Good Sense Prevails – Thanks to the IAPSC

The International Association of Professional Security Consultants, Inc. (IAPSC) is the most widely respected and recognized security association in the industry. The primary purpose of the IAPSC is to establish and maintain the highest industry standards for professionalism and ethical conduct.

In November 2012, IASPC President Rich Grassie and Immediate Past President Norman Bates wrote to the National Fire Protection Association (NFPA) stating IAPSC’s strong opposition to the development of the NFPA 730 Guide into national code due to the substantial liability implications that a violation of their proposed code represented to every business and organization in the country.

Of course such liability claims are completely contrary to the purpose of the insurance industry drive for this initiative—which is to reduce overall claims.

Last month, Bates addressed the standing committee for the NFPA’s 730 Guide at their meeting in Tampa, FL. The committee members were very receptive to IAPSC’s warnings about business and municipal liability, should they decide to make the 730 Guide into a national code.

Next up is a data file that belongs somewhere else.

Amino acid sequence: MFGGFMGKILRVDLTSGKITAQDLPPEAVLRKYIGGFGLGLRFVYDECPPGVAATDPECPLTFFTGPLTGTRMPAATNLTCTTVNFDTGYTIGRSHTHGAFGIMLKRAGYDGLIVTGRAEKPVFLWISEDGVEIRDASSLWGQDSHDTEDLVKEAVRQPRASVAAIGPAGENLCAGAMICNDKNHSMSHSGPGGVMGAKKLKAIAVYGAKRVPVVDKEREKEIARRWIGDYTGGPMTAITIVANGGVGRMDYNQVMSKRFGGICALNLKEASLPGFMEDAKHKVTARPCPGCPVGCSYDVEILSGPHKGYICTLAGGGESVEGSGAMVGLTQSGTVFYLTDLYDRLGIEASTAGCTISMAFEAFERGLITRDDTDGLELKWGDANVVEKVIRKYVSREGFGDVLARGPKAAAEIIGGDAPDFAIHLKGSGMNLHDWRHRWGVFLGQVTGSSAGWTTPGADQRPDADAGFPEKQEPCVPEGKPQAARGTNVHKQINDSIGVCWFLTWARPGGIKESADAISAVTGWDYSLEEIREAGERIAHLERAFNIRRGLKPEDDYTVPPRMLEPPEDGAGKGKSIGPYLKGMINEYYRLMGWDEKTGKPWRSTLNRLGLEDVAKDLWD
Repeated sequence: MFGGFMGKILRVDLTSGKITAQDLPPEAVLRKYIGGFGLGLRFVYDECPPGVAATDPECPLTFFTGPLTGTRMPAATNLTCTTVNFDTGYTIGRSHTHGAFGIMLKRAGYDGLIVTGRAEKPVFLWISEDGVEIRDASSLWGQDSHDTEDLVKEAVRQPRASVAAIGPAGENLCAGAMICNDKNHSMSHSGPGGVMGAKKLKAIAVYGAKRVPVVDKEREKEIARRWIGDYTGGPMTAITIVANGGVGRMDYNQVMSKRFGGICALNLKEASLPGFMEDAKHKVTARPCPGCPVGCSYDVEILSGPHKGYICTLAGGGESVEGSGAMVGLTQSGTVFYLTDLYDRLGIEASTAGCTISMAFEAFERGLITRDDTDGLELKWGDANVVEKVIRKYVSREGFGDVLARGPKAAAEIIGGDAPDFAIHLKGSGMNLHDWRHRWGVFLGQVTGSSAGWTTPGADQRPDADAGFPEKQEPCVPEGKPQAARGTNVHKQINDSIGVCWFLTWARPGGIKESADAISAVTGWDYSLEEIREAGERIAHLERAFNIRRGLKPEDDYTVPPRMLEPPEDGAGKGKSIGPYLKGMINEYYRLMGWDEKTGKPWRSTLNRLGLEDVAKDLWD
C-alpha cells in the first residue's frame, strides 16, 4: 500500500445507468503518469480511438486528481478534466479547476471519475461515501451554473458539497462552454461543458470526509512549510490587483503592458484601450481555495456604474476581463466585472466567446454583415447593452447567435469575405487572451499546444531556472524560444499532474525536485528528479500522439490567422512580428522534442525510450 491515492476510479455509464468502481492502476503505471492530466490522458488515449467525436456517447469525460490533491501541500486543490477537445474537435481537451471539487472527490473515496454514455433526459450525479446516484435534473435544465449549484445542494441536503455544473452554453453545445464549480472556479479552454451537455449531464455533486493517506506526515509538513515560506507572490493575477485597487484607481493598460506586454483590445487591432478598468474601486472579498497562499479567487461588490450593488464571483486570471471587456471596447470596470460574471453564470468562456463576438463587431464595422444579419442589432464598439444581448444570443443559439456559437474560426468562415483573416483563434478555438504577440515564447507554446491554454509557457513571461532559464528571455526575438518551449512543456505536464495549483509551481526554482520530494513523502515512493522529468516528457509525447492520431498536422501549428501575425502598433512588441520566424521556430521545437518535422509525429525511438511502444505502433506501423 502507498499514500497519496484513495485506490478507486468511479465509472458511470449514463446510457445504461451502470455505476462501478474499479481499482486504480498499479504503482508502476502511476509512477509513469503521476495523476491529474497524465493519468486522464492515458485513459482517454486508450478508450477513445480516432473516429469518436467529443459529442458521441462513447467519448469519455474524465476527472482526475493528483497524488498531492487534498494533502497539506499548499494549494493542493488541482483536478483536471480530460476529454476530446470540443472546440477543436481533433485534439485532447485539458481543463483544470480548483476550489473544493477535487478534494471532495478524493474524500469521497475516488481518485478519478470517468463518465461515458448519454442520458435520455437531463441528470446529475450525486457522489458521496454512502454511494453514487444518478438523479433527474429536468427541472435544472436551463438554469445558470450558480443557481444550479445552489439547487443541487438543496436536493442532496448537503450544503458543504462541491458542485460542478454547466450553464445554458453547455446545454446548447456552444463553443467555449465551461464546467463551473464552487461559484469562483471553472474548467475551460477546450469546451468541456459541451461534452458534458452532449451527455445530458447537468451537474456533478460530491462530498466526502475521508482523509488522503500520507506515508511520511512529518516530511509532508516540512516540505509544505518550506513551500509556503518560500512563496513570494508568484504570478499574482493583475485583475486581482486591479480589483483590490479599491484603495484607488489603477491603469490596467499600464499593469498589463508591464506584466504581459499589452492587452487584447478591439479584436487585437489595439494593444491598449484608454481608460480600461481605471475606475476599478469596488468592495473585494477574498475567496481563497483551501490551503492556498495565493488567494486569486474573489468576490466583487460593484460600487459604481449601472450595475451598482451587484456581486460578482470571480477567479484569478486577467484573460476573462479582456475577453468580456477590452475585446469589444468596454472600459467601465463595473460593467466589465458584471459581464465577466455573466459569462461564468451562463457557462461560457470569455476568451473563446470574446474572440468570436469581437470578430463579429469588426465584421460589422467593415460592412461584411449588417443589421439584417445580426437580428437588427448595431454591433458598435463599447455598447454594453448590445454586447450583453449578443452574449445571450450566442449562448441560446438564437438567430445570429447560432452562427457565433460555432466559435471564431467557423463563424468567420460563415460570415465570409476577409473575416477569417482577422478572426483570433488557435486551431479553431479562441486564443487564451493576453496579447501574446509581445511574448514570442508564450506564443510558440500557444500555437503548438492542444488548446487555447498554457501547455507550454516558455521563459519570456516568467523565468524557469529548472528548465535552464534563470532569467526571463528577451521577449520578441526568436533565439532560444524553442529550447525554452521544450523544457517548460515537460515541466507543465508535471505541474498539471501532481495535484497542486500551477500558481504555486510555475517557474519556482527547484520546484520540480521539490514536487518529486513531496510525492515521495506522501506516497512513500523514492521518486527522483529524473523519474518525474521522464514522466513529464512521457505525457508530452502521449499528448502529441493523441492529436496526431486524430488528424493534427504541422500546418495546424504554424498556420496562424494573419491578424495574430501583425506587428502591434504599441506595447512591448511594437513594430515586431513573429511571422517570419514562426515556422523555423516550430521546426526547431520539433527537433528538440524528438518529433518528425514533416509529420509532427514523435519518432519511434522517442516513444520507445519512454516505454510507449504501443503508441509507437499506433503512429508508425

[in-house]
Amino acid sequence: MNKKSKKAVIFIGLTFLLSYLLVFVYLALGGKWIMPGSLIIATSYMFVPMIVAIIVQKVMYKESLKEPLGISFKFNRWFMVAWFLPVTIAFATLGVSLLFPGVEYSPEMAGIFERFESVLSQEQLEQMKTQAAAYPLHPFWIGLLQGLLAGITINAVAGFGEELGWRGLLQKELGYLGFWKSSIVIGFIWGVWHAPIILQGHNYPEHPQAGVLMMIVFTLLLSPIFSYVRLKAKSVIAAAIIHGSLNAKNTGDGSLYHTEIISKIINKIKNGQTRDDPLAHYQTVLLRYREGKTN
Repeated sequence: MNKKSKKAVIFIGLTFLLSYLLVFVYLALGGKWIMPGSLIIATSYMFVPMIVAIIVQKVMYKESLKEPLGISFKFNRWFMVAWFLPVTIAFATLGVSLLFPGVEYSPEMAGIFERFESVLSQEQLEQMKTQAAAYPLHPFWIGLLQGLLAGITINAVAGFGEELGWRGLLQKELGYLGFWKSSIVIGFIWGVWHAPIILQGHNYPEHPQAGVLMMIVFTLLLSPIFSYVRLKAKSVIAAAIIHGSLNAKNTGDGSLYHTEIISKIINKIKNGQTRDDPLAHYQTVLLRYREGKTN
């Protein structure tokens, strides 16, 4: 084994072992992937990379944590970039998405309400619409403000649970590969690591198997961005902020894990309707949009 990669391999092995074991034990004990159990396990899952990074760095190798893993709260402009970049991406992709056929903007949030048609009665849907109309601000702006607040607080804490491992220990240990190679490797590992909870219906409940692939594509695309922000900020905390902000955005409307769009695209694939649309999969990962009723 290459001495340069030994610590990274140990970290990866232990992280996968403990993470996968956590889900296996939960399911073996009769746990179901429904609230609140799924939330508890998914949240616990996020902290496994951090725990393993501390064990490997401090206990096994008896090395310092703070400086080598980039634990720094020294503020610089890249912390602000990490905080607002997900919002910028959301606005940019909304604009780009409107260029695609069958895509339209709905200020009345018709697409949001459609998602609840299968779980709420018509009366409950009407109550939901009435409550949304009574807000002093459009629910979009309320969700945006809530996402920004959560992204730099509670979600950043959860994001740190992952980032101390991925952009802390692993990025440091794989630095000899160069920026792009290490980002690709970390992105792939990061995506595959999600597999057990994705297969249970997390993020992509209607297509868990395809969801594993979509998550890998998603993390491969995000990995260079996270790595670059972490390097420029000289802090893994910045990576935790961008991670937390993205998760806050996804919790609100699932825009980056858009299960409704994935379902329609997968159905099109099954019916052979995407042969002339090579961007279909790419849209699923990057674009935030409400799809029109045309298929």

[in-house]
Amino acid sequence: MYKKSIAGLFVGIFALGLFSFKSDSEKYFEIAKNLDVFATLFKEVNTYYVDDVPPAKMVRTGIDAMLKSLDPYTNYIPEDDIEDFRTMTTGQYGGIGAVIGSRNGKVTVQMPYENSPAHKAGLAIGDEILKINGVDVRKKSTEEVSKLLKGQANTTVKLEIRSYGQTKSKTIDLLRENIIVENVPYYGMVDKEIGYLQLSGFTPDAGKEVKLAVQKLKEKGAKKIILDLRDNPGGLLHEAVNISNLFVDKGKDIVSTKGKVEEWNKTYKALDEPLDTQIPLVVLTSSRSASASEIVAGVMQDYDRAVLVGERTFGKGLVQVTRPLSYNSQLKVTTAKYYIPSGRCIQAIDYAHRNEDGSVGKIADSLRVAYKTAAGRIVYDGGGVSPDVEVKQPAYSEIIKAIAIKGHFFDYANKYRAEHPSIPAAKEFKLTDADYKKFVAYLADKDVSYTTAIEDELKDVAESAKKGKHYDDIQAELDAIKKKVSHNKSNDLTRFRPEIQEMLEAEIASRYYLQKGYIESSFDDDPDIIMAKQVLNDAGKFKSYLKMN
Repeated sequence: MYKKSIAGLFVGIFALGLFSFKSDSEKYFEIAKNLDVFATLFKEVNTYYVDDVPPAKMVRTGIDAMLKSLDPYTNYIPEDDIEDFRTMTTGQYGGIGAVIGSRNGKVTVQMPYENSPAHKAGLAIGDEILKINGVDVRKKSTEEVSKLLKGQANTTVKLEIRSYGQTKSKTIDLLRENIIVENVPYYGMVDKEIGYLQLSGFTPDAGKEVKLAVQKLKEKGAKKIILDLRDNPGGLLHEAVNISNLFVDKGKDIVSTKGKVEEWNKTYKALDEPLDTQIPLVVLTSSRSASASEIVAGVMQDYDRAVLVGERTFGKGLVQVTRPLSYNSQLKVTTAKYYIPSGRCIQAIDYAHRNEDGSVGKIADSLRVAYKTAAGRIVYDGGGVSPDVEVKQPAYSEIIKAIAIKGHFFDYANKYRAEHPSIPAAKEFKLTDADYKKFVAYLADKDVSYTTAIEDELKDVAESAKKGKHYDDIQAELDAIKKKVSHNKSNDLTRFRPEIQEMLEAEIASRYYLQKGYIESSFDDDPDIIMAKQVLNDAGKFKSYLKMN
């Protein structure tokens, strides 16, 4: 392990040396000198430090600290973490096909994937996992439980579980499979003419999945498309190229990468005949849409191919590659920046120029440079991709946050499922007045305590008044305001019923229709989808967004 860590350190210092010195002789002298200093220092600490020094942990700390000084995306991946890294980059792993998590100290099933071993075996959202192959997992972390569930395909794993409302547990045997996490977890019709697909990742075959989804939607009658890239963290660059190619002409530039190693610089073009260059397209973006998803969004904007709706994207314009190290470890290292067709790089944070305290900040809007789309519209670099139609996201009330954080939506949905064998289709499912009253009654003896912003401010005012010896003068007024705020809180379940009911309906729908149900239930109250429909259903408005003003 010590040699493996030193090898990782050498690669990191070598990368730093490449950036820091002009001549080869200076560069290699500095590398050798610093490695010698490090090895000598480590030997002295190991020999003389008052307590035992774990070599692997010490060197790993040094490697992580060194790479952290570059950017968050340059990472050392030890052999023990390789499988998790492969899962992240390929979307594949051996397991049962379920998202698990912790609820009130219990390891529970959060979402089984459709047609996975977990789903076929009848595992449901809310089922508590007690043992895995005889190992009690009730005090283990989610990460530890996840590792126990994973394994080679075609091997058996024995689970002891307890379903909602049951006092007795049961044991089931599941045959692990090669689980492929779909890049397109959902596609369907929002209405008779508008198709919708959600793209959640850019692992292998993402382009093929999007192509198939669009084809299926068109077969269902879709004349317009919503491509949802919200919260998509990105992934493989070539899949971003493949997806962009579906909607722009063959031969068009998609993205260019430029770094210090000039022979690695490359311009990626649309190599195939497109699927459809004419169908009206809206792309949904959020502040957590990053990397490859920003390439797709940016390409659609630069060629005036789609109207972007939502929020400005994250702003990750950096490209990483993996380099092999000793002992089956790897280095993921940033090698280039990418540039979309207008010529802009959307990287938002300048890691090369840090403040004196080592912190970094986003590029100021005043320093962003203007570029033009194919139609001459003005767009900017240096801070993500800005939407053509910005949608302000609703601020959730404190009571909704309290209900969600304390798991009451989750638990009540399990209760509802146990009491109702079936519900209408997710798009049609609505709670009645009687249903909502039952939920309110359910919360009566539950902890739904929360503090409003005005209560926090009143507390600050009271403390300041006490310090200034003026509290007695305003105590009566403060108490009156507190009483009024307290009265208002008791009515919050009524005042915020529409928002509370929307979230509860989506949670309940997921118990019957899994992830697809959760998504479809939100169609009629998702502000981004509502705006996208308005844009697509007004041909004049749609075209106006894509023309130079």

Bates explained that violation of such a code in many jurisdictions could result in automatic civil liability that could include attorney’s fees and costs in addition to any jury award.Bates also explained how some plaintiff’s security experts were already using the 730 Guide to argue that some property owners were “negligent” for not following their current Guide. Several NFPA committee members appeared to be troubled by that notion.

Following the IAPSC presentation by Bates, the committee took another vote on the issue of “code” versus “guide” and voted to keep NFPA 730 as a guideline only.

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You can read more about the IAPSC’s advocacy work here.


This is excellent news. But it important to take note of the fact that there are valid drivers behind the NFPA’s initiative, primarily insurance industry desires to lower the cost of property insurance claims—which of course would benefit customers as well by reducing the impact of security risks. Overall, the security profession (security practitioners) and the security industry (manufacturers and service providers) have not stepped up to the plate to sufficiently help address these concerns. The NFPA will likely continue in its work to further develop this guideline, and hopefully that will happen with a greater level of participation from security professionals and industry experts.

Ray Bernard, PSP, CHS-III
Security Consultant 

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